Reporting Guidelines to Increase the Reproducibility and Comparability of Research on Microplastics.
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Booth, Andy M.
Hamilton, Bonnie M.
Lusher, Amy L.
Vaz, Vitor P.
Devriese, Lisa I.
Athey, Samantha N.
Lynch, Jennifer M.
De Frond, Hannah
Jones, Oliver A.H.
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The ubiquitous pollution of the environment with microplastics, a diverse suite of contaminants, is of growing concern for science and currently receives considerable public, political, and academic attention. The potential impact of microplastics in the environment has prompted a great deal of research in recent years. Many diverse methods have been developed to answer different questions about microplastic pollution, from sources, transport, and fate in the environment, and about effects on humans and wildlife. These methods are often insufficiently described, making studies neither comparable nor reproducible. The proliferation of new microplastic investigations and cross-study syntheses to answer larger scale questions are hampered. This diverse group of 23 researchers think these issues can begin to be overcome through the adoption of a set of reporting guidelines. This collaboration was created using an open science framework that we detail for future use. Here, we sugges.....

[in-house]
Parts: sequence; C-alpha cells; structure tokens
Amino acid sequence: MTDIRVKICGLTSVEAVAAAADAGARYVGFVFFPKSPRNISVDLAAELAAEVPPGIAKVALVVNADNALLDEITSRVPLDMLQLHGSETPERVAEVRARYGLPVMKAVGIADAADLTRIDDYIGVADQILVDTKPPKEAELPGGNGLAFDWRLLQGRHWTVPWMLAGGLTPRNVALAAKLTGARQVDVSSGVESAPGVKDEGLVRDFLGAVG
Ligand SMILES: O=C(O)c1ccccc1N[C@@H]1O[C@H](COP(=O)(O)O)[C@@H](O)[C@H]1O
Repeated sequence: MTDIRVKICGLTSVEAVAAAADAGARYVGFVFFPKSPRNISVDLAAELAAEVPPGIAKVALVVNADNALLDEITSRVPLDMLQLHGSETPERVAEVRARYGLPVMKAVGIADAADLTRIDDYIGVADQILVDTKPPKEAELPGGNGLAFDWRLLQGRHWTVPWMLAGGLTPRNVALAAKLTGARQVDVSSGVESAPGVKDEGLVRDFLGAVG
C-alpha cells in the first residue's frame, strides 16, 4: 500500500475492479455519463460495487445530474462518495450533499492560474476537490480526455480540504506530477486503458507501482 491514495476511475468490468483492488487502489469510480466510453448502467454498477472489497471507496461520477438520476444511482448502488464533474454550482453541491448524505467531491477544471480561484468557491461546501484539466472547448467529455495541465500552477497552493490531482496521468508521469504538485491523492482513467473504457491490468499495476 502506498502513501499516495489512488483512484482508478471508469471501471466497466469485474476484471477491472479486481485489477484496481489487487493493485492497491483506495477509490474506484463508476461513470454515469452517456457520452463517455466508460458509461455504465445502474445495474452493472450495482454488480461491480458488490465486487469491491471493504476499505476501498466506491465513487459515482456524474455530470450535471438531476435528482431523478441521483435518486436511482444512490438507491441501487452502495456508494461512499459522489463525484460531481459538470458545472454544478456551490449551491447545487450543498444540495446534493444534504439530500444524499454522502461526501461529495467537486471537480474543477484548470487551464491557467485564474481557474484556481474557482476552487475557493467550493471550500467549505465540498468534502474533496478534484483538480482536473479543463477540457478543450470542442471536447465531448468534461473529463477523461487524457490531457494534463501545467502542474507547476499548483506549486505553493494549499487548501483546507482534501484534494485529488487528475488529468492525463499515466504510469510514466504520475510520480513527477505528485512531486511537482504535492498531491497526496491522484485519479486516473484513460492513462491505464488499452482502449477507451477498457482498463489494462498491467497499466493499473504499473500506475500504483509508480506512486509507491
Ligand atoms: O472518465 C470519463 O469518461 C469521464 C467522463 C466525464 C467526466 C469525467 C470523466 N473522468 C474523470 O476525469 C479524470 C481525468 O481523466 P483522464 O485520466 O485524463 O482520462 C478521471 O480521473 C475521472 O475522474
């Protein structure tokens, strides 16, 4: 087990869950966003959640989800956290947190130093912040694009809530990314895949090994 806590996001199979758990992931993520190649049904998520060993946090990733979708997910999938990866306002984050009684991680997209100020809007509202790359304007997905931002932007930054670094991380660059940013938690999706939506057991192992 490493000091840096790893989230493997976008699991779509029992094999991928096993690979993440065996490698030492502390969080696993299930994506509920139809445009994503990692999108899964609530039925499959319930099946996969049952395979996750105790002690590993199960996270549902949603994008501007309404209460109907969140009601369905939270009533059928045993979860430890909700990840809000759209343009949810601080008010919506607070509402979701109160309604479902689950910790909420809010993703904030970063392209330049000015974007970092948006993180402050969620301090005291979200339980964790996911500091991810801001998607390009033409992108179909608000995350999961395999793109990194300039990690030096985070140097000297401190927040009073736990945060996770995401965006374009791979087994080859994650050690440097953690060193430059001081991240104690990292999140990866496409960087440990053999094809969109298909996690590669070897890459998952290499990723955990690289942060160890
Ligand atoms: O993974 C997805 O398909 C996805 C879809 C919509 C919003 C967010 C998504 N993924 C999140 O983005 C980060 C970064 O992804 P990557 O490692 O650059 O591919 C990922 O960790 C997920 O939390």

Sustainable Development Goals (SDG)14.a
Essential Ocean Variables (EOV)Marine debris
CitationCowger, W,. Booth, A.M., Hamilton, B.M., et al. (2020) Reporting Guidelines to Increase the Reproducibility and Comparability of Research on Microplastics. Applied Spectroscopy, 74(9), pp.1066-1077. DOI: https://doi.org/10.1177/0003702820930292
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